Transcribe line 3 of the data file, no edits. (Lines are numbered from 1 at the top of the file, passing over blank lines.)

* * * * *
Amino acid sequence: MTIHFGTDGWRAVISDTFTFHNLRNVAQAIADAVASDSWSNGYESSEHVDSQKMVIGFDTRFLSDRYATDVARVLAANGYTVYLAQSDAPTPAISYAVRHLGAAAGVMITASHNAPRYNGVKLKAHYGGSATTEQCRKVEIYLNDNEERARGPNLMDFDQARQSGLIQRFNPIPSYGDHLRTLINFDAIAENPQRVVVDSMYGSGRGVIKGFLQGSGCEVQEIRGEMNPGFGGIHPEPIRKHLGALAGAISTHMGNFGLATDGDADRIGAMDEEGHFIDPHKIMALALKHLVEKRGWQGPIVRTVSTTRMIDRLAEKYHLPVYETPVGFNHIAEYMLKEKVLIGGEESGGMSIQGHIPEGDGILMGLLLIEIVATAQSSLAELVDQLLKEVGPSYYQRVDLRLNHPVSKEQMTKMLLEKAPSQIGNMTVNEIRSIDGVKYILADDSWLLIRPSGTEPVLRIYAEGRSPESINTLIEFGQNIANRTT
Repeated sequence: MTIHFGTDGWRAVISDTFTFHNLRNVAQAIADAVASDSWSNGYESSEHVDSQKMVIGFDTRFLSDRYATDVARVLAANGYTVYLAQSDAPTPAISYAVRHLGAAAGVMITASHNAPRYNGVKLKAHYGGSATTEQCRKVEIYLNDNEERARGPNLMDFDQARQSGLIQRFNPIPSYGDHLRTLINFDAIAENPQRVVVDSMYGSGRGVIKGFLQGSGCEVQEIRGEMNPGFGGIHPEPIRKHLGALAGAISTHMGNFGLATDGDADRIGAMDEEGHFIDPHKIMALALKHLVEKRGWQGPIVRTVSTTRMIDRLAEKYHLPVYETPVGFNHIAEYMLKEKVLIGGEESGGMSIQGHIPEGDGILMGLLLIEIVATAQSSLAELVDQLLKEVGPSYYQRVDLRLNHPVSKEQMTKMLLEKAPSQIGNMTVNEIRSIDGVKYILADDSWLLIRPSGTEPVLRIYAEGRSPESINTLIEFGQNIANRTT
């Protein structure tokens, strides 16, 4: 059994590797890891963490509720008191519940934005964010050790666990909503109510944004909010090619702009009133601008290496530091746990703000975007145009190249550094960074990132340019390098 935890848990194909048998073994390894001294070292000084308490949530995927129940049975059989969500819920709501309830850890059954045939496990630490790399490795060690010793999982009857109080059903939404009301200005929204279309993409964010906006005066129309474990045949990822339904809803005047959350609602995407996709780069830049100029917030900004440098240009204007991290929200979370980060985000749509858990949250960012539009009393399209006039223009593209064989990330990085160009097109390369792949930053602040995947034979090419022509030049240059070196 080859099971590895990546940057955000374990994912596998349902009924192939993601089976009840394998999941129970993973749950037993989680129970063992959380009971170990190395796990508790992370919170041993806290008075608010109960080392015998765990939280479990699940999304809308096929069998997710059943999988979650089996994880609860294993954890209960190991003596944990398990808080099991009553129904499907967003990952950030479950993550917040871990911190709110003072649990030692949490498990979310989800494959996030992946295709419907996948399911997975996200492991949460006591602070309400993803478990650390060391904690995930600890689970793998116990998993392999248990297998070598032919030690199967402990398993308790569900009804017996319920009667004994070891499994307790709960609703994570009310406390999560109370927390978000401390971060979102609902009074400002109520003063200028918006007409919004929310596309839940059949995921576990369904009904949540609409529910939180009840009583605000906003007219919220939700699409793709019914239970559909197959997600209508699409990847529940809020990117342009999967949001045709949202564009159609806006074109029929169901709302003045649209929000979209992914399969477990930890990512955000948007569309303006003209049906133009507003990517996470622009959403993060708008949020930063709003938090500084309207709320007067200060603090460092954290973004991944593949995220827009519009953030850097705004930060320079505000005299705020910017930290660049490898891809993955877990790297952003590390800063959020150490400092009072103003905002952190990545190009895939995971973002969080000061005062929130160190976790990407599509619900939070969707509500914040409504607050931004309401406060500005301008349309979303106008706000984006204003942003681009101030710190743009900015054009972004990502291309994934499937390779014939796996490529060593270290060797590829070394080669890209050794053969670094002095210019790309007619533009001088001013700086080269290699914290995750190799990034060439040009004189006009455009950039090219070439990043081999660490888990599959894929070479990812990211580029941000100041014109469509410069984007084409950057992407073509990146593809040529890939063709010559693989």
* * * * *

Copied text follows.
């Protein structure tokens, strides 16, 4: 059994590797890891963490509720008191519940934005964010050790666990909503109510944004909010090619702009009133601008290496530091746990703000975007145009190249550094960074990132340019390098 935890848990194909048998073994390894001294070292000084308490949530995927129940049975059989969500819920709501309830850890059954045939496990630490790399490795060690010793999982009857109080059903939404009301200005929204279309993409964010906006005066129309474990045949990822339904809803005047959350609602995407996709780069830049100029917030900004440098240009204007991290929200979370980060985000749509858990949250960012539009009393399209006039223009593209064989990330990085160009097109390369792949930053602040995947034979090419022509030049240059070196 080859099971590895990546940057955000374990994912596998349902009924192939993601089976009840394998999941129970993973749950037993989680129970063992959380009971170990190395796990508790992370919170041993806290008075608010109960080392015998765990939280479990699940999304809308096929069998997710059943999988979650089996994880609860294993954890209960190991003596944990398990808080099991009553129904499907967003990952950030479950993550917040871990911190709110003072649990030692949490498990979310989800494959996030992946295709419907996948399911997975996200492991949460006591602070309400993803478990650390060391904690995930600890689970793998116990998993392999248990297998070598032919030690199967402990398993308790569900009804017996319920009667004994070891499994307790709960609703994570009310406390999560109370927390978000401390971060979102609902009074400002109520003063200028918006007409919004929310596309839940059949995921576990369904009904949540609409529910939180009840009583605000906003007219919220939700699409793709019914239970559909197959997600209508699409990847529940809020990117342009999967949001045709949202564009159609806006074109029929169901709302003045649209929000979209992914399969477990930890990512955000948007569309303006003209049906133009507003990517996470622009959403993060708008949020930063709003938090500084309207709320007067200060603090460092954290973004991944593949995220827009519009953030850097705004930060320079505000005299705020910017930290660049490898891809993955877990790297952003590390800063959020150490400092009072103003905002952190990545190009895939995971973002969080000061005062929130160190976790990407599509619900939070969707509500914040409504607050931004309401406060500005301008349309979303106008706000984006204003942003681009101030710190743009900015054009972004990502291309994934499937390779014939796996490529060593270290060797590829070394080669890209050794053969670094002095210019790309007619533009001088001013700086080269290699914290995750190799990034060439040009004189006009455009950039090219070439990043081999660490888990599959894929070479990812990211580029941000100041014109469509410069984007084409950057992407073509990146593809040529890939063709010559693989």